Mountain Bike Reviews Forum banner
1 - 14 of 14 Posts

·
Registered
Joined
·
311 Posts
Discussion Starter · #1 ·
Last night's ride was great except something reached up and bit my front tire. Tubeless brew of stan's and Slime didn't seem to work, although all of the stans was dried up when I took the tire off today. Can I repair this, or am I in the market for a new $75 tire?

 

·
Registered
Joined
·
914 Posts
I think a tube patch and superglue would hold that together. I would do it from the inside and see if it holds air once the superglue dries. If it doesn't work then you haven't lost anything except some superglue and time. I have never tried it but heard it works good for sidewall holes.
 

·
Registered
Joined
·
111 Posts
Did you try the superglue method mentioned? I have 20 miles on a brand new tire that has a cut that looks similar to yours. I'd be very interested to hear the result and what you used.
 

·
Premium Member
Joined
·
48,238 Posts
jparman said:
Did you try the superglue method mentioned? I have 20 miles on a brand new tire that has a cut that looks similar to yours. I'd be very interested to hear the result and what you used.
A casing tear like the above is FAR beyond using super glue to repair.
 

·
Registered
Joined
·
111 Posts
really? 120 tpi and I have two that are broken. I know some tires go as low as 60 tpi in the casing... seems since I am still 58 threads better than the cheap tires I should still be OK. or am I looking at it the wrong way....?






















































LOL!!!! I am having a hard time throwing away what looks to be a perfectly good and nearly new tire... ugh!
 

·
Premium Member
Joined
·
48,238 Posts
jparman said:
really? 120 tpi and I have two that are broken. I know some tires go as low as 60 tpi in the casing... seems since I am still 58 threads better than the cheap tires I should still be OK. or am I looking at it the wrong way....?

LOL!!!! I am having a hard time throwing away what looks to be a perfectly good and nearly new tire... ugh!
If you only have two broken treads it will not look anything like the pic above.

You do not understand tire construction. Any cut/tear compromises the integrity of the tire.

So you have a roof covered with 120 shingles and another covered with 60 shingles.
Two blow off the first roof leaving holes.
Which roof keeps the rain out, the one with 118 shingles and 2 holes, or the one with 60 shingles and no holes?
 

·
Registered
Joined
·
111 Posts
shiggy said:
You do not understand tire construction.
No, I don't understand how to inflect sarcasm. I thought the giant space and the LOL were enough but apparently not. I've seen people rip phone books in half - I assume a failure like this would work much the same way...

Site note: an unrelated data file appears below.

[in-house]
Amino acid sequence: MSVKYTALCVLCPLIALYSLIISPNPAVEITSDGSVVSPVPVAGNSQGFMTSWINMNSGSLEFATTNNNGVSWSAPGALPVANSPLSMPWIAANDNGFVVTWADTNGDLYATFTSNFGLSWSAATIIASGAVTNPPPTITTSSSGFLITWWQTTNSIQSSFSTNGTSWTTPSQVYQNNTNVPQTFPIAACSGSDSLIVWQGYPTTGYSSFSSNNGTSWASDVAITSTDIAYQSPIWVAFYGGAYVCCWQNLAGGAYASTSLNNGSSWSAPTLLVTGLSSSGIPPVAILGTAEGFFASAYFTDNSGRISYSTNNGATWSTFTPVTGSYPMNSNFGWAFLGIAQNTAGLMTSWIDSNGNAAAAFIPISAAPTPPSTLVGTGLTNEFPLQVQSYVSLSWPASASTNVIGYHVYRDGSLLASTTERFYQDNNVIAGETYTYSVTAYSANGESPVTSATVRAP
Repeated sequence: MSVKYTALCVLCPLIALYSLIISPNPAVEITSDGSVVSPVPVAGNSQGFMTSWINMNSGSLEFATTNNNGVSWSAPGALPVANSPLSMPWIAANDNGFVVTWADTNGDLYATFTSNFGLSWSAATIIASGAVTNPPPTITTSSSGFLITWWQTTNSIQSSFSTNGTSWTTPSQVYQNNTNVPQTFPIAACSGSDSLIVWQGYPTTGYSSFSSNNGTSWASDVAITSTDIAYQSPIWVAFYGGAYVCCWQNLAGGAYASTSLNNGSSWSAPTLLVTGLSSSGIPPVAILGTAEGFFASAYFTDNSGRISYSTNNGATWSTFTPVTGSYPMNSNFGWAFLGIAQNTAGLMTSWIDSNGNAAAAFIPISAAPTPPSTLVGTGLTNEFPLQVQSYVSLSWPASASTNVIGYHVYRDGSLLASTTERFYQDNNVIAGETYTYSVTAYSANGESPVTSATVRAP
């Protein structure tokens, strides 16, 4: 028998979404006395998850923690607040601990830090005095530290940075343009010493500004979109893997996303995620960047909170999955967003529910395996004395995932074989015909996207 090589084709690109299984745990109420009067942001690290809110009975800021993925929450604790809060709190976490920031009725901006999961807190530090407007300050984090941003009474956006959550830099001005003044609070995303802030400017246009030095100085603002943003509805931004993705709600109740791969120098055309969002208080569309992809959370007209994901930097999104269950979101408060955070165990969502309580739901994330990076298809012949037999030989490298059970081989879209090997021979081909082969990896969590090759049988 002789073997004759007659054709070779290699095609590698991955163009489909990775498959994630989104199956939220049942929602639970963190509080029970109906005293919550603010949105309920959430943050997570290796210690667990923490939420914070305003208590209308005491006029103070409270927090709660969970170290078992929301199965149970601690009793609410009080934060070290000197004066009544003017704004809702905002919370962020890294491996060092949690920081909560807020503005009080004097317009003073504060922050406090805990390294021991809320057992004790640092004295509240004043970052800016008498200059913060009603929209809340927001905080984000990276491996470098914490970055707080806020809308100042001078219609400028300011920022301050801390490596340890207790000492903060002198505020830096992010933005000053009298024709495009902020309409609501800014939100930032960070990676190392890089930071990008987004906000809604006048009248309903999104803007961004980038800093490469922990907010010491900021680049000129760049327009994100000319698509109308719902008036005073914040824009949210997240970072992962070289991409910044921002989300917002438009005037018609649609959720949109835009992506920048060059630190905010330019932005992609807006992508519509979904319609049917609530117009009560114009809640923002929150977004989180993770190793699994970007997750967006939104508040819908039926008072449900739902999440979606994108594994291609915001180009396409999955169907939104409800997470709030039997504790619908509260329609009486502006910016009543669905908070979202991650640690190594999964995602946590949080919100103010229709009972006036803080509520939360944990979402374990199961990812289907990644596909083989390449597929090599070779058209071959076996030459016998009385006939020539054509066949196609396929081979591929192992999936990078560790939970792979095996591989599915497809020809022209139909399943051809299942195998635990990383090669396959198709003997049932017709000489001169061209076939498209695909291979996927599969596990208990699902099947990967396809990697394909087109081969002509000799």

·
Premium Member
Joined
·
48,238 Posts
jparman said:
No, I don't understand how to inflect sarcasm. I thought the giant space and the LOL were enough but apparently not. I've seen people rip phone books in half - I assume a failure like this would work much the same way...
The giant space is just annoying.
 

·
Doesntplaywellwithmorons!
Joined
·
10,924 Posts
Sew the hole with fishing line and a needle, then cover it on the inside with a boot (inner tube patches glued on work). The fishing line takes the place of the cut casing threads for the sidewall support, and the patch solves the air leak. I've had to do this to two RRs so far with casing slices.
 

·
Registered
Joined
·
144 Posts
I had a slice in the tread area of a WTB Mutano that would not hold air with Stan's. I cleaned up the tire and applied loctite ultra gel superglue to the cut. Then I cut a piece off an old tube for a patch, slathered it with superglue and placed over the cut. Reinstalled the tire with Stan's and have run a few hundred miles on it with no issues. Not sure if it would work as well on the sidewall but what do you have to lose?
 

·
Registered
Joined
·
488 Posts
Sewing the cut with some nylon thread, then gluing a big fiber reinforced rubber patch (cut from an old tire's sidewall) to the inner surface with some good waterproof elastic glue (not a CA glue!) worked fine for me when I cut my Michelin WildGripr's sidewall. I also applied some glue to the external side of the seam to protect the thread and seam from water and dust.

Of course I wouldn't have bothered if the tire had already been worn enough, but it was almost new, so I decided to try to repair it.
So far it's been good for a couple hundred miles, still tubeless with Stan's. No deformations, bulges, etc.

Before:



After:

 

·
Registered
Joined
·
111 Posts
The second one went today. All told there is less than 40 miles on these 'brand new' pacestar tires... this is wisconsin, what gives. I am going to try the patch method since I just can't see throwing away $120 in tires...
 
1 - 14 of 14 Posts
Top